The Wealth-per-Student number is arrived at by dividing the county’s property tax revenue by the number of students.  There are a number of valuable water-front homes, whose owners pay high property taxes. Given the dwindling number of students, the wealth per student continues to rise.  Other Eastern Shore counties share the same problem.

This implied finding is at odds with the reality of the County’s income disparities. Fifteen percent of the population is at or under the poverty line; Kent’s median income is $20,000 lower than the state’s and 58% of the students in the middle school qualify for free lunches.

Our representatives in the State legislature need to press hard to change the formula.

An initiative I’m pursuing to establish an academy of advanced technical skills in Kent County is aimed at keeping young people here and attracting others.  The curriculum will focus on 21st Century technologies, e.g. robotics, artificial intelligence and cyber security etc.  All are in high demand.

There is no easy, short-term solution to the underlying challenges affecting Kent’s Public School System.  A friend told me about a plan to attract large sums of money from major education foundations, to use Kent’s public schools as laboratories to test cutting edge programs.   It is also essential we recruit new employers create jobs, pay taxes and whose younger staff will help grow the student population.

This is not one problem it is a complex of interacting problems that need to be addressed as a whole.  To do this effectively, will require introducing a much closer working relationship among all those involved: County and town governments, the school board, the parents, the budget specialists, the business and economic expansion experts, to work on a strategic plan incorporating all the interwoven issues and their possible solutions.  


The Fall Season: A Different Kind of Downrigging Presentation


Every year, the Kent Council Arts Council hands out critically important operational support to Kent County’s numerous arts organizations and artists. That has been their mission since the KCAC was formed and they do a conscientious job with that task.

But the Arts Council also plays a leading role in a few select projects a year where its director takes an active role in helping produce community cultural events that interconnect different forms of expression, from poetry to theatre, to help celebrate the arts in Kent County.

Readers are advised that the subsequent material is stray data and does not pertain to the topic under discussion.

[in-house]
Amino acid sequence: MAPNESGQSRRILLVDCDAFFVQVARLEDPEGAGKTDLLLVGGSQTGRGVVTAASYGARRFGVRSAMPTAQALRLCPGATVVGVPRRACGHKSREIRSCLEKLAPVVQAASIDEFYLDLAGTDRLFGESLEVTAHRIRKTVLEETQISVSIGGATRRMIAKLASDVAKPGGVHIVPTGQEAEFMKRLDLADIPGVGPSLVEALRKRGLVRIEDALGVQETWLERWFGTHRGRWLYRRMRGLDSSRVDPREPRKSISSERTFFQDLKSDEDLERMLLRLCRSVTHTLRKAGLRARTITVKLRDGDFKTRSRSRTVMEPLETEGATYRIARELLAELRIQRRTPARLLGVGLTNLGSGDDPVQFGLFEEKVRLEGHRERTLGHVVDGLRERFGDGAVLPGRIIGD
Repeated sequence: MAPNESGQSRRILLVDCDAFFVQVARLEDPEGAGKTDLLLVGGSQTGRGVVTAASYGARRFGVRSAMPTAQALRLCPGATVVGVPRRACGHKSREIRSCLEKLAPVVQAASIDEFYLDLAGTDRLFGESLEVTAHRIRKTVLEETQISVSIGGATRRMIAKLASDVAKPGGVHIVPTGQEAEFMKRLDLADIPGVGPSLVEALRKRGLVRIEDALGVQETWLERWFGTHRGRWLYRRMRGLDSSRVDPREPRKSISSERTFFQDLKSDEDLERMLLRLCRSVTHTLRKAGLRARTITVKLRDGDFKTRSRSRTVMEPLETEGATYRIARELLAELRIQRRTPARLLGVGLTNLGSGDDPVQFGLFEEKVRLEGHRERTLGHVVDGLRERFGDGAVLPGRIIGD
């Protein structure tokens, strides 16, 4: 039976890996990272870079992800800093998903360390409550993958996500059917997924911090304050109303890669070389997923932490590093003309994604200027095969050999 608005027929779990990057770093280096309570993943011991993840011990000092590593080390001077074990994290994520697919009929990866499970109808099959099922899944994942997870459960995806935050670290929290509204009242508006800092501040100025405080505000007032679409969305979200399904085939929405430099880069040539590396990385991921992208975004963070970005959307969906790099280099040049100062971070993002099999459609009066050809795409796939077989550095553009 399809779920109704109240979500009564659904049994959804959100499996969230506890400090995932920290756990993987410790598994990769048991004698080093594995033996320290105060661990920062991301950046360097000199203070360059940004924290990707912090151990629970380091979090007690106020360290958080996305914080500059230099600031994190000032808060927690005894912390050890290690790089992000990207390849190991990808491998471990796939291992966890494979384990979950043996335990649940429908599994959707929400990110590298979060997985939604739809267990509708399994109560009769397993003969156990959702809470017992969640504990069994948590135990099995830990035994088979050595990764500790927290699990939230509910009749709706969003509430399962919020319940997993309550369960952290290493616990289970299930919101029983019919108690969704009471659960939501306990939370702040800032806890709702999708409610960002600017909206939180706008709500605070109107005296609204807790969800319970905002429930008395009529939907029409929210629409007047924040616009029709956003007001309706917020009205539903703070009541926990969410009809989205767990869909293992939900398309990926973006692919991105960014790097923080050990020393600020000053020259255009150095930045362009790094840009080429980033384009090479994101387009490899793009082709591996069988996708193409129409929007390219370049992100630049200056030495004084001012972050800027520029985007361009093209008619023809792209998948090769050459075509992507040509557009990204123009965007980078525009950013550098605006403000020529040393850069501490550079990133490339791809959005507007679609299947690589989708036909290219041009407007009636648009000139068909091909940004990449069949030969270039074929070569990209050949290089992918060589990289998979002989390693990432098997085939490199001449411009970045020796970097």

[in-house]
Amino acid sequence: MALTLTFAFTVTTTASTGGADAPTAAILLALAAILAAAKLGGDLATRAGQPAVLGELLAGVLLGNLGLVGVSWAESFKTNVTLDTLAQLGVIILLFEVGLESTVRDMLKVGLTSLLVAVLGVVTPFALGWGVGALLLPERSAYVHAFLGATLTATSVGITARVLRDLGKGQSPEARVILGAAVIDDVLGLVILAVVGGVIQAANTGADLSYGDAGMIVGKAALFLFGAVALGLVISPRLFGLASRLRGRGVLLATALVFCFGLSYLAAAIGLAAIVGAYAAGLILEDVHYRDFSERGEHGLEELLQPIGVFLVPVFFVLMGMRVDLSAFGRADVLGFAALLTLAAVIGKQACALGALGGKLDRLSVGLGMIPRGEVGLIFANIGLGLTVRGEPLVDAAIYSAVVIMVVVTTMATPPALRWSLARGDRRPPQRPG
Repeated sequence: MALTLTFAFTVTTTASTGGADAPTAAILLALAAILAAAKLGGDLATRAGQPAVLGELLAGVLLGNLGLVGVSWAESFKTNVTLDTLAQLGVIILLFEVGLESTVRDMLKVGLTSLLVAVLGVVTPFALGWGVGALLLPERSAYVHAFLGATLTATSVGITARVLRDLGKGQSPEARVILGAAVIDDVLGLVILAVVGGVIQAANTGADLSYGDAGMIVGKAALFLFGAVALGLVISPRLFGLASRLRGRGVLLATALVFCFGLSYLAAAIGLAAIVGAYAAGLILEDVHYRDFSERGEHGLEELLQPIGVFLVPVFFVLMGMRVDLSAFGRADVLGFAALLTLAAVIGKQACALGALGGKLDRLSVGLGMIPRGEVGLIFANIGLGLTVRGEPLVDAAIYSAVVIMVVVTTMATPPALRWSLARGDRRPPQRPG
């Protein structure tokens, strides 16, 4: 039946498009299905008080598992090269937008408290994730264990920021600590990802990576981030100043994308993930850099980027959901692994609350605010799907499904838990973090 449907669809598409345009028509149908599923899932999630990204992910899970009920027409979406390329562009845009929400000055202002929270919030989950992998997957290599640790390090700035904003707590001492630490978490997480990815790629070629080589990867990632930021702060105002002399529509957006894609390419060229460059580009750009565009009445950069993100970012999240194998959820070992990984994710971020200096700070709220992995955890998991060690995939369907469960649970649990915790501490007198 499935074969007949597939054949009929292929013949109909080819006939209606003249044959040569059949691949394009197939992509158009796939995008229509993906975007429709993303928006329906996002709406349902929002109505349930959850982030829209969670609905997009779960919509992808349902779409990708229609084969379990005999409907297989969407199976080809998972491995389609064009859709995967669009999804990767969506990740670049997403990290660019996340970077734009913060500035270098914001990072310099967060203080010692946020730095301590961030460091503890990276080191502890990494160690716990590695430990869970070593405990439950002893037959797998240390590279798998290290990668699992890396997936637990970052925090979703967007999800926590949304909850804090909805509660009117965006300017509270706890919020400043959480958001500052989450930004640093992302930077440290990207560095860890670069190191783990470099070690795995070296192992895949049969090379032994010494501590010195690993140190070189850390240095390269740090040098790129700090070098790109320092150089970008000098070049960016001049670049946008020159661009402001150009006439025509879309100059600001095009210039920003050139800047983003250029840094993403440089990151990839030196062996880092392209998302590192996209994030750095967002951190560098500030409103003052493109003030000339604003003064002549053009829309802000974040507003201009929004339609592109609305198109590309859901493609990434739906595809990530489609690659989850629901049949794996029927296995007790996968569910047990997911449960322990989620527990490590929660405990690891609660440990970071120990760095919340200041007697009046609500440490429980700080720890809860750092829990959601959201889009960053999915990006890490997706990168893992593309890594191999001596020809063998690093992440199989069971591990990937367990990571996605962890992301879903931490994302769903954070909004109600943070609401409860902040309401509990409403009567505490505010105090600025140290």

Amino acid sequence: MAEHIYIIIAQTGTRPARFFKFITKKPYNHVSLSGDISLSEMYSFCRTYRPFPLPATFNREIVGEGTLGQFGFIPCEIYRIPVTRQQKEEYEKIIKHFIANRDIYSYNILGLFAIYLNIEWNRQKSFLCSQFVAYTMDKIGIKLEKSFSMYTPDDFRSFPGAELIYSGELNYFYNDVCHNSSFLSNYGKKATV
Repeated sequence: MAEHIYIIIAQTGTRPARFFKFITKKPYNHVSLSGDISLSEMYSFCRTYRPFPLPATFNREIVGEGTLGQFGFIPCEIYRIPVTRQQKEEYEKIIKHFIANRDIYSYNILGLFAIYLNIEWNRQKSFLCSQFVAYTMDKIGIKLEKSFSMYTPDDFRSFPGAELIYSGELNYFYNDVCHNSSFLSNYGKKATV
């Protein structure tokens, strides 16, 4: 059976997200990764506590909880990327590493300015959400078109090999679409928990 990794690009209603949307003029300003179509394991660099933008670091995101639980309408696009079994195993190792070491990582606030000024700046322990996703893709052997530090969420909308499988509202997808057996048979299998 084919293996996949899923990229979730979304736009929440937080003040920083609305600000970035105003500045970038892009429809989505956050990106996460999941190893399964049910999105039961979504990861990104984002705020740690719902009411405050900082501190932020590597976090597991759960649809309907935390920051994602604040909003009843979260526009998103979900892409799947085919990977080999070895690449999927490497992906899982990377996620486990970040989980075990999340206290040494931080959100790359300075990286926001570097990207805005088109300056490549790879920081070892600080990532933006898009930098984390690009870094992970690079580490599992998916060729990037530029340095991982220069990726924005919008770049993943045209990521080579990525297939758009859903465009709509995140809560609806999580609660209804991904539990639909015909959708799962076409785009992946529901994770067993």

One of those projects is now scheduled in partnership with the Sultana Education Foundation for the 2018 Downrigging weekend. Poet Robert Earl Price will be working with KCAC’s John Schratwieser and Janes Church in Chestertown to present a dramatic interpretation of Price’s work. The Unlading.  The poem,

 acknowledging the historic slave transportation purpose of the same style of ship (ie: the Dutch Man of War, and the clipper ship) as a few of the ships taking part in Downrigging) has now been repurposed into a thirty-minute theatrical production in one of the Eastern Shore’s oldest and grandest African-American churches.

The Spy sat down with John a few weeks ago to talk about this very different kind of Downrigging programming.

This video is approximately three minutes in length. The UNLADING; A Dramatized Poem, written and directed by Robert Earl Price, Commissioned and Produced by the Kent County Arts Council for Sultana Education Foundation’s Downrigging Weekend 2018.

Performances are free and will be held at Janes United Methodist Church, 120 S. Cross Street, Chestertown as follows:

Friday, October 26, 2018 – 6:00 p.m.
Saturday, October 27, 2018 – 1:30 p.m. and 7 p.m.
Sunday, October 28, 2018 – 1:30 p.m.


Kent Goes Purple Plans with Andy Meehan


As Kent County prepares of an entire month of programming as part of the Kent Goes Purple drug awareness campaign, the Spy thought it best to check in with Andy Meehan, who has been part of the leadership team at Chestertown Rotary Club who is working with the Kent County Sheriff’s Department to coordinate this sobering but crucial messaging effort.